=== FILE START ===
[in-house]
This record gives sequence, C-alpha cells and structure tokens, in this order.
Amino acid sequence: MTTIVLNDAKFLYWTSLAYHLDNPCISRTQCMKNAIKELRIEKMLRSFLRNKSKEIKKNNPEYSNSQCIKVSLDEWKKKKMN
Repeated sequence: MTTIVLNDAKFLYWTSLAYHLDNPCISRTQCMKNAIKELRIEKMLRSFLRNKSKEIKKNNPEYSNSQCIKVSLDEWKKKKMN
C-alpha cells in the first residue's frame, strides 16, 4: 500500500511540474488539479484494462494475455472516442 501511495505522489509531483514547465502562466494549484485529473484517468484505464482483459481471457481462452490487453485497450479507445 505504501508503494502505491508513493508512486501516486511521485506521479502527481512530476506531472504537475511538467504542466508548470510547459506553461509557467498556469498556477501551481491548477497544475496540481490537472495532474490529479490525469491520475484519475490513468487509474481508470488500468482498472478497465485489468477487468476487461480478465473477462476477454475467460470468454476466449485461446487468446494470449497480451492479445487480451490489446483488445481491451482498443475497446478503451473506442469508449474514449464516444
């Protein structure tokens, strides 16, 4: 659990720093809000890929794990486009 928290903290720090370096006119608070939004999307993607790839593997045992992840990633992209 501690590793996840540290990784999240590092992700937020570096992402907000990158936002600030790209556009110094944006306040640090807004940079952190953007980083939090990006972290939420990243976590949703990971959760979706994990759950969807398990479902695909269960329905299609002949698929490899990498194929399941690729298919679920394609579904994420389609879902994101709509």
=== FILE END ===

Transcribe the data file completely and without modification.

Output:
[in-house]
This record gives sequence, C-alpha cells and structure tokens, in this order.
Amino acid sequence: MTTIVLNDAKFLYWTSLAYHLDNPCISRTQCMKNAIKELRIEKMLRSFLRNKSKEIKKNNPEYSNSQCIKVSLDEWKKKKMN
Repeated sequence: MTTIVLNDAKFLYWTSLAYHLDNPCISRTQCMKNAIKELRIEKMLRSFLRNKSKEIKKNNPEYSNSQCIKVSLDEWKKKKMN
C-alpha cells in the first residue's frame, strides 16, 4: 500500500511540474488539479484494462494475455472516442 501511495505522489509531483514547465502562466494549484485529473484517468484505464482483459481471457481462452490487453485497450479507445 505504501508503494502505491508513493508512486501516486511521485506521479502527481512530476506531472504537475511538467504542466508548470510547459506553461509557467498556469498556477501551481491548477497544475496540481490537472495532474490529479490525469491520475484519475490513468487509474481508470488500468482498472478497465485489468477487468476487461480478465473477462476477454475467460470468454476466449485461446487468446494470449497480451492479445487480451490489446483488445481491451482498443475497446478503451473506442469508449474514449464516444
């Protein structure tokens, strides 16, 4: 659990720093809000890929794990486009 928290903290720090370096006119608070939004999307993607790839593997045992992840990633992209 501690590793996840540290990784999240590092992700937020570096992402907000990158936002600030790209556009110094944006306040640090807004940079952190953007980083939090990006972290939420990243976590949703990971959760979706994990759950969807398990479902695909269960329905299609002949698929490899990498194929399941690729298919679920394609579904994420389609879902994101709509």